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Halloween & Día de Muertos Resources

The Library of Congress is home to an array of resources on the folk customs, fine art, pop culture, and literature of Halloween and Día de Muertos. Collections range from classic film clips to recordings of storytellers, and more.


Halloween porch decorations in New Gretna, New Jersey, in 1983 by Sue Samuelson
Sue Samuelson, photographer. Halloween porch decorations, New Gretna, New Jersey, 1983. Library of Congress American Folklife Center.

Halloween is one of the most popular holidays in contemporary America, and it's becoming globally popular as well. Día de Muertos, a related but different holiday, is similarly popular in most of Spanish-speaking America, but especially in Mexico. This guide will lead you to some of the Library of Congress's most fascinating resources on Halloween, Día de Muertos, and the supernatural.

Halloween had its beginnings in an ancient, pre-Christian Celtic festival of the dead called Samhain. Samhain became the Halloween we are familiar with when Christian missionaries attempted to change the religious practices of the Celtic people by assigning the Christian feast of All Saints or All Hallows to November 1 and All Souls Day to November 2. These feast days, in addition to serving important functions in the Christian calendar, were intended to substitute for Samhain and ultimately to replace it. Instead, elements of Christian and pre-Christian belief mingled, creating the popular festival of Halloween, or All Hallows Eve--the festival we still observe today. (To learn more about Halloween history, listen to Jack Santino's lecture in the player below!)

In Mexico in the colonial era, a similar mingling occurred between All Souls Day and several Indigenous celebrations of the ancestors, creating Día de Muertos, which means "Day of the Dead" but also "Day of the Ancestors." The "los" in "Día de los Muertos" seems to come from a translation of the English phrase "Day of the Dead" back into Spanish; the "los" was rarely used in Latin America before the 1960s--however, now both names are used.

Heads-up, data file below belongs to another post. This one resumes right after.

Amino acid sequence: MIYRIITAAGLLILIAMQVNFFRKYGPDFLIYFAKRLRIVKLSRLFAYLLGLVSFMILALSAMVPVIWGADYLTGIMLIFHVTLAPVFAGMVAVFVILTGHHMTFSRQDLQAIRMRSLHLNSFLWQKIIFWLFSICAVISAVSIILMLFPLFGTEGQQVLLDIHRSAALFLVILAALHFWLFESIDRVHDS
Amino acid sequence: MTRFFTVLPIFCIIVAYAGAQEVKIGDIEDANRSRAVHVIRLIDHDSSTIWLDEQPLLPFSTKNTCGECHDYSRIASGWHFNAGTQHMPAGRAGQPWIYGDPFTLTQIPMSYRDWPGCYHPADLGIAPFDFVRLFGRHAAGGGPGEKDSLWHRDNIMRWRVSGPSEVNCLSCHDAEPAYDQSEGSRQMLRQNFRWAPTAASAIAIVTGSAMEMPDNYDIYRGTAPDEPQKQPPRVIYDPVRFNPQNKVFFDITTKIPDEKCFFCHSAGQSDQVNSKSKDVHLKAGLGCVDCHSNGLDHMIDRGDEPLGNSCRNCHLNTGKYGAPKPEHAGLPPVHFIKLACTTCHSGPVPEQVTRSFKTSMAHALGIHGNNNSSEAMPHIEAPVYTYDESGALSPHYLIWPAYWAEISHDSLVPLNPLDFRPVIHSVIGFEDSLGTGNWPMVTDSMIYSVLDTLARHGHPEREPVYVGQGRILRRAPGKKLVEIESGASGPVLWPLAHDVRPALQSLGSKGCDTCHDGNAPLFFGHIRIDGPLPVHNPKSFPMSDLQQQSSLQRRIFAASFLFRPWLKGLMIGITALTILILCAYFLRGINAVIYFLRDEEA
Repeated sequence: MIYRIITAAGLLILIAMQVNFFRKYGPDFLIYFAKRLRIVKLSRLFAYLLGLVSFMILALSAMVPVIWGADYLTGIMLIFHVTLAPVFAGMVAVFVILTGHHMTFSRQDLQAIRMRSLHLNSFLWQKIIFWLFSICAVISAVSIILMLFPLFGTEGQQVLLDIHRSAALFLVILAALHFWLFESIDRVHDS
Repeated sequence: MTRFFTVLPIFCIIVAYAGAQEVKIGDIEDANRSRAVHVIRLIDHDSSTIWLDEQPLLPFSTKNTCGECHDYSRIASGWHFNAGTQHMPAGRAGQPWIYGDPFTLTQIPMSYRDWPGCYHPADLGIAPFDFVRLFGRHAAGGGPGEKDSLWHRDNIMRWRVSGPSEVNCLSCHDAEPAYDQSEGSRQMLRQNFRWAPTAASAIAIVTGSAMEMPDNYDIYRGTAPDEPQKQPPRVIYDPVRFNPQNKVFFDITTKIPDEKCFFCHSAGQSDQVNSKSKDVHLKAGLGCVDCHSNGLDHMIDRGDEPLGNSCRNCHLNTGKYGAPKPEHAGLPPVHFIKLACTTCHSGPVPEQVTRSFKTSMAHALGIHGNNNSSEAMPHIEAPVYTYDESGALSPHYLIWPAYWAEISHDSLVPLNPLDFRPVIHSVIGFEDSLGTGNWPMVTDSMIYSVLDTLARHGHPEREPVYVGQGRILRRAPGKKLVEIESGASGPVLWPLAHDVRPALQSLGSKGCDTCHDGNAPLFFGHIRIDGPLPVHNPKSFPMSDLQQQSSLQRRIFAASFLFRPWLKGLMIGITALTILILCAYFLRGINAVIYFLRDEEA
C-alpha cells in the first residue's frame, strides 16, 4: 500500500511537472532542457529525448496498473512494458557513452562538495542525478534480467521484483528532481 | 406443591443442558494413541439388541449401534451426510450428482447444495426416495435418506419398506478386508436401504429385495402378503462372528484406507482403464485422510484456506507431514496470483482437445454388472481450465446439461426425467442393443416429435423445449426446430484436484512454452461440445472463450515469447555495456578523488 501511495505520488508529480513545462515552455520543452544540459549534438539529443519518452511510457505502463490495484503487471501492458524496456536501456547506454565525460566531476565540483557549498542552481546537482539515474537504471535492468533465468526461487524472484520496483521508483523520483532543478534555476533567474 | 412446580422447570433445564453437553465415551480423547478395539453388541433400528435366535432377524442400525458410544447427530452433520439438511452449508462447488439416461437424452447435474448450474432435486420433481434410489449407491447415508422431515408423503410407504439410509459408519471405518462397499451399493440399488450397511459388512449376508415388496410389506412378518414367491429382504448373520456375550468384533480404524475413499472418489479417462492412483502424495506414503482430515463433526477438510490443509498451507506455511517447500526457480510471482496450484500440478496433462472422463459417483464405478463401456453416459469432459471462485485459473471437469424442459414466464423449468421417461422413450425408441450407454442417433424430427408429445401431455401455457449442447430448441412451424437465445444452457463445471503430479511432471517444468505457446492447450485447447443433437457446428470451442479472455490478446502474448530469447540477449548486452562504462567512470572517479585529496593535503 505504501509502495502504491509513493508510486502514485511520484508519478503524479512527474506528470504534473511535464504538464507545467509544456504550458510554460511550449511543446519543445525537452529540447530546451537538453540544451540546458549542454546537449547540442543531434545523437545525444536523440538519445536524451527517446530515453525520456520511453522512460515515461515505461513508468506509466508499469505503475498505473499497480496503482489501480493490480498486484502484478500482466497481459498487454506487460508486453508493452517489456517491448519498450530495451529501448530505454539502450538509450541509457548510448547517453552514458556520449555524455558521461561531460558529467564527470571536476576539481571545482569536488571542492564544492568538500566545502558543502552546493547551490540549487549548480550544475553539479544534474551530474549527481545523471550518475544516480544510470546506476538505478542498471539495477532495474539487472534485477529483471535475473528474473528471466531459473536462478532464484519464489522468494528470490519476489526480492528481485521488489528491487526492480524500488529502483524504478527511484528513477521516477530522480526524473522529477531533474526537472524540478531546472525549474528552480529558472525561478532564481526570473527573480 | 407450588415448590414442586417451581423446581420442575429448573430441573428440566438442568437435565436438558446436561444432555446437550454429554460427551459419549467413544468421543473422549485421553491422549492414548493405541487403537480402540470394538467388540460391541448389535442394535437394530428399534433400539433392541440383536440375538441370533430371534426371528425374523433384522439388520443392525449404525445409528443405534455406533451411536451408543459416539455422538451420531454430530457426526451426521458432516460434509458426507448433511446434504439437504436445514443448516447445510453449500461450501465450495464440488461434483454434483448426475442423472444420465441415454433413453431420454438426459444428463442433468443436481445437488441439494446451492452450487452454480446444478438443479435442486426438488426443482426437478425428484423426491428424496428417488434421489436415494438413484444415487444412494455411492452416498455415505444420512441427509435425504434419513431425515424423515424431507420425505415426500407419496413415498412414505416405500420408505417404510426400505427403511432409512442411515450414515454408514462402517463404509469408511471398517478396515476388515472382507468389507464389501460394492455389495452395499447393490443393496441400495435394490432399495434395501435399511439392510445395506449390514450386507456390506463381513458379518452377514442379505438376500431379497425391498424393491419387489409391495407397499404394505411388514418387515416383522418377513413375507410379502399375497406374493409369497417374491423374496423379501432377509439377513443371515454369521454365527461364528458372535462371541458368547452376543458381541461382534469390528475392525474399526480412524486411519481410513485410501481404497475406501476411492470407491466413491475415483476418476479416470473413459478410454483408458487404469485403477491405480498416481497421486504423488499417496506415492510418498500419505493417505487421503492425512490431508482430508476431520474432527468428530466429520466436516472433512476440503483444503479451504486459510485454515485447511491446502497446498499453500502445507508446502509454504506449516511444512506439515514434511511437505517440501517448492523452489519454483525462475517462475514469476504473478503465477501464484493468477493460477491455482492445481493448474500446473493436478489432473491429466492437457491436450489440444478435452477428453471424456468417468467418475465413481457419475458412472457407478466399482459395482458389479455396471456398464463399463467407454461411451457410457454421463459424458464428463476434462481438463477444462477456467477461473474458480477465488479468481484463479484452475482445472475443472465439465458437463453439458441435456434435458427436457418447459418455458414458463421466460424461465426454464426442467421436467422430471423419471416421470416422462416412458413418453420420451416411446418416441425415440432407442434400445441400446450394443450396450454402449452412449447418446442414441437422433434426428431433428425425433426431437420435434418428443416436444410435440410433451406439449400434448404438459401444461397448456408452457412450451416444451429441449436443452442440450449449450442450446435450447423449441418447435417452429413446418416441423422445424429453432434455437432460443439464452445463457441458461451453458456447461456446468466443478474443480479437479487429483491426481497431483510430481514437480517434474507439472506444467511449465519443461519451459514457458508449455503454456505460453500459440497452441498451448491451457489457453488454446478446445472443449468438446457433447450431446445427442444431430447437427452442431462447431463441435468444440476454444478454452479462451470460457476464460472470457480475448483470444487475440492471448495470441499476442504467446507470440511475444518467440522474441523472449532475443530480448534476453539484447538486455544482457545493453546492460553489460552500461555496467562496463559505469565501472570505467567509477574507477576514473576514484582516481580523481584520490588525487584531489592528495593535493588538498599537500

The Library of Congress is home to an array of resources on the folk customs, fine art, pop culture, and literature of Halloween and Día de Muertos, as well as a wealth of supernatural materials. Collections include field recordings of traditional storytellers and singers spinning tales and ballads about ghosts and witches; a classic early silent film of "Frankenstein;" and recorded readings by authors playfully blending the living with the dead, such as Álvaro Enrigue’s Muerte súbita, Valeria Luiselli’s Los ingrávidos, and Juan Rulfo’s Pedro Páramo. We have documentation of spooky séances with the great Harry Houdini, the eerie and iconic artwork of Edward Gorey and José Guadalupe Posada, and the timeless poetry of Robert Burns and Rafael Campos.

Immediately below, you'll find an audio lecture and a written essay by Jack Santino, revealing the origins of Halloween in Celtic and Catholic contact; the lecture was delivered at the Library of Congress in 1982. In the early days of the internet, we put Jack's essay in gopherspace, and it has been one of the most popular features on the Library of Congress website since we’ve HAD a website. We hope you'll continue to enjoy this classic.

After the audio and essay, you'll find more fun links. In addition to those, please select from the categories in the left navigation menu to explore highlights from the Library's print and media collections, webcasts from some of our Halloween-related events, and blog posts shedding curatorial light on some of the Library's most unusual items. It's not just surprising how much supernatural stuff we have; it's downright scary!

November 1 - November 4, 2022

Community Altar/Ofrenda in the Hispanic Reading Room

The Library's Hispanic Reading Room commemorates Día de los Muertos (Day of the Dead) with an altar to individuals who have passed. Feel free to come leave an offering of your own. Learn more about Día de los Muertos, as celebrated in Oakland, CA

Community Altar/Ofrenda 2020 in the Hispanic Reading Room. 2020. Photo courtesy of Suzanne Schadl. Library of Congress Hispanic Division.